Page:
Quality charity landing pages have a very strong connection with donation conversion rates and they need to be precisely built to be appealing, easy to use and instantly informative. Crafting the perfect donation landing page is a critical issue as so many potential donors abandon the charity at the landing page and that could deny you thousands of interactions and thousands in charity income.
Building a perfect landing page is rather tricky, though, but it mostly revolves around optimising the information and images you have. It’s not so much about adding more and more stuff, but instead about balancing the most important elements in tandem with each other to build a page which is optimal and focussed towards fundraising.
1) Optimise the page’s layout – keep it clean
The format of your page needs to be clean, precise and uncluttered. If there are too many distractions or too many objects to draw the eye, then people may not click through to the next donation stages. Cleaner formats are more appealing, allowing your images to breathe in their own space without conflicting in the space. An awesome example is Unicef’s website, which displays the key information over an emotive backdrop.
2) Use images optimally
The old cliché always rings true, because a picture really does speak a thousand words and through powerful imagery you can indicate your cause in a real, emotive manner. Communication through imagery has always been a strong medium for online pages as according to many studies, images captivate us more quickly than text. Images tell us a story in an instant, one which you’d need a whole paragraph to describe. On the whole, images are just far more evocative than text, so use images well to communicate your ideas in seconds. From Oxfam to Shelter, you’ll always see a powerful image on a landing page.
3) Make it easy to donate
The modern-day internet is so streamlined, just about everything is as quick and easy as possible. The sole purpose of this is pretty much to prevent us from intervening with ourselves when making a purchase! On Amazon, one click ordering means that you’ve ordered something before you’ve even really considered it and many sites are similar, removing every possible hurdle between you and clicking buy.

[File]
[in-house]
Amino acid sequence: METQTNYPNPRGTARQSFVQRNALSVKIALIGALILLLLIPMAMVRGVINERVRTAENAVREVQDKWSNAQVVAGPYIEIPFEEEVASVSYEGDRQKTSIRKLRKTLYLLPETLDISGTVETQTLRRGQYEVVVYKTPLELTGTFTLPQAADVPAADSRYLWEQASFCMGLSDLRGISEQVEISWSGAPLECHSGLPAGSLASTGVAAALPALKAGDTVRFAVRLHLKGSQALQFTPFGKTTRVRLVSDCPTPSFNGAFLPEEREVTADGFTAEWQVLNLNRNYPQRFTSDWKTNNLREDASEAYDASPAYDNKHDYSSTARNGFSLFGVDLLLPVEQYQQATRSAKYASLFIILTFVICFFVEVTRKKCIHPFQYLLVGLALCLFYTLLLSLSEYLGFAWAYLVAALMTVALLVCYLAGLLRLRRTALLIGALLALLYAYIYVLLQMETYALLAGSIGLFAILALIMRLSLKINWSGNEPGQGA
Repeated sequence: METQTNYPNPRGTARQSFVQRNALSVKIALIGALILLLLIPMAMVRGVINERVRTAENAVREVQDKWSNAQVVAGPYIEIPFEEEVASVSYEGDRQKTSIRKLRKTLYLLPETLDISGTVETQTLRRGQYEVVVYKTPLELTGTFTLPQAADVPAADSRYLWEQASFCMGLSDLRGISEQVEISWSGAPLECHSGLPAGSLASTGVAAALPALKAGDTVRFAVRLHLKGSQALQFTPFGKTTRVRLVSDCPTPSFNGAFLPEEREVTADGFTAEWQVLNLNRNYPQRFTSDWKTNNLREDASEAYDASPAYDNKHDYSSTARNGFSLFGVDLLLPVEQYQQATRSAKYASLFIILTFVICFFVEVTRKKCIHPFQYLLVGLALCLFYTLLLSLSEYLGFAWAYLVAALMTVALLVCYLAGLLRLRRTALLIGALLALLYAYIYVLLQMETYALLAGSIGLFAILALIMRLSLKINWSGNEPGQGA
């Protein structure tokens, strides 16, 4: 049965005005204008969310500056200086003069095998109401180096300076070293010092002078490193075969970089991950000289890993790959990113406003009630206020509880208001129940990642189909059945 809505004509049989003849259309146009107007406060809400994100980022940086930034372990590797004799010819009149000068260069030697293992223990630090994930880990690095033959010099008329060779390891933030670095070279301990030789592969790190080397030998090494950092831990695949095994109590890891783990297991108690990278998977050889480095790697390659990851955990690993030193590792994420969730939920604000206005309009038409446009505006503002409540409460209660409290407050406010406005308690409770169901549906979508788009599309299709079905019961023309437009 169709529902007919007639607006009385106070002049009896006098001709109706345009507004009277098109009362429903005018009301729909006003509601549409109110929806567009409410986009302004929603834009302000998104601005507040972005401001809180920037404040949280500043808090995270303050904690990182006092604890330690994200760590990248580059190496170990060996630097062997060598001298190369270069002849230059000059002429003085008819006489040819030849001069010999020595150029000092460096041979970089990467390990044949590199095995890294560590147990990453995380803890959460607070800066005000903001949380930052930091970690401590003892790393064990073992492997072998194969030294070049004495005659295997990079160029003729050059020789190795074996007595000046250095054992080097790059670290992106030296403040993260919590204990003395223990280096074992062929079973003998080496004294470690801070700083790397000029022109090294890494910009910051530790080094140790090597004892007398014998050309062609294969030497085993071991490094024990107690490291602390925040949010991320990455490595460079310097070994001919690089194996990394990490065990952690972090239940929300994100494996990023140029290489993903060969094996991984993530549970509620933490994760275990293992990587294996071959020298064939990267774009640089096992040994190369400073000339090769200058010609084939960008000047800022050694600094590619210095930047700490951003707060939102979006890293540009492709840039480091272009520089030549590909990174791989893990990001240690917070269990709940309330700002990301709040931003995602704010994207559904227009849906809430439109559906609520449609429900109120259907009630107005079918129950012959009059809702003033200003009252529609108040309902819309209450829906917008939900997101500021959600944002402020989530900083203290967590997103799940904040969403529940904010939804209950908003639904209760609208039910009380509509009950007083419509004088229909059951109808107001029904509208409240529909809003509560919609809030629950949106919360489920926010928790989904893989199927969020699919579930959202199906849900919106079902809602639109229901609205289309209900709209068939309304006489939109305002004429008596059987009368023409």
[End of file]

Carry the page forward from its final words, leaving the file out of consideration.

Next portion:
Chief product officer at e-commerce software provider BigCommerce Pty, Jimmy Duvall says: “Amazon’s one-click checkout provides a significant competitive advantage for its marketplace with an unparalleled customer experience and a near frictionless checkout experience.”
Of course, charities should apply this tactic too, and for greater ethical good than e-commerce sites! Streamlining the donation process means more people click through and it is really that simple. Crisis’ donation page is a great example, it displays donation amounts clearly and obviously and displays key information about the donations alongside for easy comprehension.
4) Include short, informative statements
Text is important but only in moderation. A charity makes an emotional appeal and text, though informative, is not the best medium to communicate this. Pages with too much text detract from their core message. Of course, some will want informative texts to read through, but this can be displayed on other pages rather than the landing page.
Parkinsons UK is a strong example, as it includes a strong and powerful statement ‘Our work is totally dependent on donations’. This instantly reinforces the idea that charities are formed by communities, for communities, and totally depend on the positive interaction of the public. It is the public which makes the difference through the charities stream and re-enforcing this positively is important. JustGiving’s landing page includes this statement ‘Make good things happen,
Join over 22 million people supporting charity and personal causes’ – it’s simple and effective at capturing community spirit, urging people to join positive movements that do make real differences.
Other informative statements might capture your charity’s current focus. For example, Age UK is currently working on getting the elderly to and from hospital and their landing page displays the text ‘Painful journeys: The Government needs to urgently review how older people travel to and from hospital.’ It’s a hard-hitting statement for sure, putting immediate context to the issue at hand which brings it right into focus.
5) Be direct
There is no point in shying away by making vague statements on your page that are airy fairy or lofty. Charity is about action and echoing this through direct statements urge people into donating more. Statements like ‘I want to give a monthly donation of’ uses simply directive language which urges people into action. Water Aid provides another direct statement, simply ‘Donate to WaterAid UK, Give to WaterAid – the UK’s dedicated water charity.’ it quickly sums up the charity’s focus along with an instruction to donate.
There is plenty of inspiration out there for creating the perfect donation landing page and with just a few steps you can transform yours into one which is focussed and hard-hitting, capturing potential donors. Charities must use every trick in the box to urge people to donate to good causes as charity giving has unfortunately gradually fallen in recent years.
Streamlining processes online is the only way to keep up with the competition, so optimising your landing page like the best do is key.